Turkmenistan Scores Big

by Nathan Hamm on 4/16/2004

Congratulations to Saparmurat Niyazov (you can call him Turkmenbashi) for making it into Something Awful today.

For a time, Ghana’s president John Agyekum Kufuor presided over the court of my heart as my greatest and most esteemed hero. After being elected president the honorable mister Kufour addressed his people on the state of Ghana for 100 days. This incredible feat of oratory is, to the best of my knowledge, still unmatched by any statesman or crazy hobo screaming on a street corner. With his passionate words and insatiable lust to hear his own voice, John Kufuor was catapulted to the top of a short list of people I regard as nearly perfect. No more.

Yesterday, while reading various random newspapers from overseas, I happened upon an article about Saparmurat Niyazov, the dictator of Turkmenistan. Great Dictator Niyazov does not have the proud democratic heritage of president Kufour, but he does have a lot of ideas. New ideas. Better ideas. By the time I had finished reading the article the grim contest of my allegiance had been decided; John Agyekum Kufour was yesterday’s news. Saparmurat Niyazov was the man for me.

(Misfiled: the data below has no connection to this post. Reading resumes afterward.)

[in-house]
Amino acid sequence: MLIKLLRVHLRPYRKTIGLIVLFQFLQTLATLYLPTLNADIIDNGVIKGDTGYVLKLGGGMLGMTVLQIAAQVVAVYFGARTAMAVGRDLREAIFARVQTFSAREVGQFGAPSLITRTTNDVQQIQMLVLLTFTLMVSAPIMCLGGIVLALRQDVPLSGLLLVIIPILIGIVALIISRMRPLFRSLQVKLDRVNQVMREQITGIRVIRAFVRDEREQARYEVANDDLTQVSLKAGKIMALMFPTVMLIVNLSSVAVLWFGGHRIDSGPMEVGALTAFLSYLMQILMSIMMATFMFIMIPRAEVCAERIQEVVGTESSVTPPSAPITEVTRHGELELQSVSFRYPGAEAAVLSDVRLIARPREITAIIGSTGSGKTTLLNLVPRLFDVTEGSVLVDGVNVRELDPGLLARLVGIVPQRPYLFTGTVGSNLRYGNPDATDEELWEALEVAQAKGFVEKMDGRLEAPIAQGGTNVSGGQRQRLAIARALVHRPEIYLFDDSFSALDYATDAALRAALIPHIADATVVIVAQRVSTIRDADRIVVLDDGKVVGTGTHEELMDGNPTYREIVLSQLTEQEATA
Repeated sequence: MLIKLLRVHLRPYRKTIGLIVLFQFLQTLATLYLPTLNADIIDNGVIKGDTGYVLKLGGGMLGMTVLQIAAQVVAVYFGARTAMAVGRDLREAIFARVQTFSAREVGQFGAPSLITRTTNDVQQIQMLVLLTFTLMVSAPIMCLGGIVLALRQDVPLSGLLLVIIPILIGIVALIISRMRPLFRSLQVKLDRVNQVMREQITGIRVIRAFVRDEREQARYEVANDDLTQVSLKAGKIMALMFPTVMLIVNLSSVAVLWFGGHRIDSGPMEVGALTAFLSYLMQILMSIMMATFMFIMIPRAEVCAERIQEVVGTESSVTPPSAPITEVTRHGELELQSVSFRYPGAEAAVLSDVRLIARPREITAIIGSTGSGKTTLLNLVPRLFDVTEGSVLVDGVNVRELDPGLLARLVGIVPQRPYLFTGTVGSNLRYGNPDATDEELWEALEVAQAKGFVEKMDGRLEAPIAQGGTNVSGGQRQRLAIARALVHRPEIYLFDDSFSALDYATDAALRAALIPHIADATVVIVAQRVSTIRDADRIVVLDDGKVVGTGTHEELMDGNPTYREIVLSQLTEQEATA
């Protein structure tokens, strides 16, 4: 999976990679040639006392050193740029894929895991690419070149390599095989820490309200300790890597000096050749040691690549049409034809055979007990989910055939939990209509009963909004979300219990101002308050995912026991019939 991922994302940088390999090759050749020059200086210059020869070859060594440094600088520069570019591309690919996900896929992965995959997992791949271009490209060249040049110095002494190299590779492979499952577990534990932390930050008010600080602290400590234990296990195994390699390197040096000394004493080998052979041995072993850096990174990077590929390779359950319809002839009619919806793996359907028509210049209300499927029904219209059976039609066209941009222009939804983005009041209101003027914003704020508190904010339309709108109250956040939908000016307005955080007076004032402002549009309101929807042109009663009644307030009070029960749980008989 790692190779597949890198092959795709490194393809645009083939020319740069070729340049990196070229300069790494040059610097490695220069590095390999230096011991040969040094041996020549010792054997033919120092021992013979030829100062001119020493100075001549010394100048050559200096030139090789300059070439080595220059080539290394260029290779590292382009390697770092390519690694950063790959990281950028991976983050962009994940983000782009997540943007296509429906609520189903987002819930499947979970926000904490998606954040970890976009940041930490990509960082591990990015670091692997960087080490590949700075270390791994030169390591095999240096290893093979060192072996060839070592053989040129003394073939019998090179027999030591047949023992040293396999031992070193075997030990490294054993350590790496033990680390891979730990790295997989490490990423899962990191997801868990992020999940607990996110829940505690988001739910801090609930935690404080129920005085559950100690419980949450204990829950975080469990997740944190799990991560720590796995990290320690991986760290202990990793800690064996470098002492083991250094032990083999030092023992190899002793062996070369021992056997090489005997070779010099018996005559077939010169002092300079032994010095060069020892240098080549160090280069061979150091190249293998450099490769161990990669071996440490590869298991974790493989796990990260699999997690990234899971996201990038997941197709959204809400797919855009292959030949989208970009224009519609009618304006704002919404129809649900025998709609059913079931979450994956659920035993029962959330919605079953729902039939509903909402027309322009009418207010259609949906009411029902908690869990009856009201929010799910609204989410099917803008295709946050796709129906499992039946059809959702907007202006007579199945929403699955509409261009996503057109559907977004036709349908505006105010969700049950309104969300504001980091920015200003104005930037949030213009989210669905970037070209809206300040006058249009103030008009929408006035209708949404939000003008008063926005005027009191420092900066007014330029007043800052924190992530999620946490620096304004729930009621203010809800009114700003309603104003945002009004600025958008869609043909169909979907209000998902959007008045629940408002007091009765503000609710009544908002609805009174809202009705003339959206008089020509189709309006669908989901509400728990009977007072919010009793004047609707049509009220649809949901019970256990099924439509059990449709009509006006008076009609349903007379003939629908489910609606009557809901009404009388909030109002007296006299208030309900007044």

Other gems:

“skate or die in the name of Saparmurat Turkmenbasi”

“I began to read the Ruhnama, and much to my the opposite of surprise it was completely overflowing with insanity; more madness than even the Bible or Dianetics. Truly Saparmurat Turkmenbasi is a breed apart from us all, as his mind seems to delve into dimensions wholly alien to we mere mortals.”

“Individuality leads to Hot Topic, Hot Topic leads to anger, anger leads to suffering, and suffering leads to semi-reality. If enlightenment is really what you’re after you will find all of your needs met at the Rahnama.com shop. T-shirts only $17.99. Escape from semi-reality free!”

The pictures are priceless.

Judging from the Technorati profile of the story in question compared to that of Something Awful, I’d say the latter will draw many more readers’ attention.

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This post was written by...

– author of 2991 posts on 17_PersonNotFound.

Nathan is the founder and Principal Analyst for Registan, which he launched in 2003. He was a Peace Corps Volunteer in Uzbekistan 2000-2001 and received his MA in Central Asian Studies from the University of Washington in 2007. Since 2007, he has worked full-time as an analyst, consulting with private and government clients on Central Asian affairs, specializing in how socio-cultural and political factors shape risks and opportunities and how organizations can adjust their strategic and operational plans to account for these variables. More information on Registan's services can be found here, and Nathan can be contacted via Twitter or email.

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